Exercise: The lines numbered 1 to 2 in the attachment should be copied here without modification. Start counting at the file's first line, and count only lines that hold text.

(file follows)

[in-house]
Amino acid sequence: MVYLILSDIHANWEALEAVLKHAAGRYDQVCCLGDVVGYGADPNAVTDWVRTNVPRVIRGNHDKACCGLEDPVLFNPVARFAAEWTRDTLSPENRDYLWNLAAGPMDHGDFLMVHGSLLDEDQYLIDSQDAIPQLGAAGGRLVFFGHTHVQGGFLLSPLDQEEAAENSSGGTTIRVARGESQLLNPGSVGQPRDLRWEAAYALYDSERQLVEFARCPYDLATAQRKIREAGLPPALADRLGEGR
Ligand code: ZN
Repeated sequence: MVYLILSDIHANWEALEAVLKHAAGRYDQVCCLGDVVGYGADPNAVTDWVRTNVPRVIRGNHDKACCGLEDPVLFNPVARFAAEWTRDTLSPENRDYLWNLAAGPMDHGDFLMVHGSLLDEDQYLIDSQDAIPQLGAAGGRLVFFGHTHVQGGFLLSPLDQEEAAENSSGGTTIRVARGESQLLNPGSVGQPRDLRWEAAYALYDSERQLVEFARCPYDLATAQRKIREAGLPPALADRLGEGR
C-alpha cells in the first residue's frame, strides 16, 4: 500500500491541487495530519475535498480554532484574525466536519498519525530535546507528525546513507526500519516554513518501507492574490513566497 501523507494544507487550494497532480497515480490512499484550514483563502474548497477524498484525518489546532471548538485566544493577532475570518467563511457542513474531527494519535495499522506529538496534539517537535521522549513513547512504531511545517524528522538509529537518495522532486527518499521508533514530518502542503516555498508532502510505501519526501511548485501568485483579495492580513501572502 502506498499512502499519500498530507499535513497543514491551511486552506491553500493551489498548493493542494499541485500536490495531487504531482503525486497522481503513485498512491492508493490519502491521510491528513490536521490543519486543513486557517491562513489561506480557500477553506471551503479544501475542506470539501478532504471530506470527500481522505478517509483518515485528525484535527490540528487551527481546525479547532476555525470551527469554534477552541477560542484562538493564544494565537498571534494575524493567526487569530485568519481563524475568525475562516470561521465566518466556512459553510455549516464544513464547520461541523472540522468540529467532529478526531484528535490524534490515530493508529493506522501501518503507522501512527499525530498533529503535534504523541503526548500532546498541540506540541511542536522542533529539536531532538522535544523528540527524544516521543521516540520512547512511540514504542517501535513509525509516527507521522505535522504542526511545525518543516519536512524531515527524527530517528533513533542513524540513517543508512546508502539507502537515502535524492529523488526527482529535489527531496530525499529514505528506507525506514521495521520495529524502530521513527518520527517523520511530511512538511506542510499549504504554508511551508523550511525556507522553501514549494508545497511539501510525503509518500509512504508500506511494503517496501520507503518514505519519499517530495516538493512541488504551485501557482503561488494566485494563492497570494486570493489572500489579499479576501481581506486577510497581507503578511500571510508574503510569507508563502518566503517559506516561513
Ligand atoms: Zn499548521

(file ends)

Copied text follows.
[in-house]
Amino acid sequence: MVYLILSDIHANWEALEAVLKHAAGRYDQVCCLGDVVGYGADPNAVTDWVRTNVPRVIRGNHDKACCGLEDPVLFNPVARFAAEWTRDTLSPENRDYLWNLAAGPMDHGDFLMVHGSLLDEDQYLIDSQDAIPQLGAAGGRLVFFGHTHVQGGFLLSPLDQEEAAENSSGGTTIRVARGESQLLNPGSVGQPRDLRWEAAYALYDSERQLVEFARCPYDLATAQRKIREAGLPPALADRLGEGR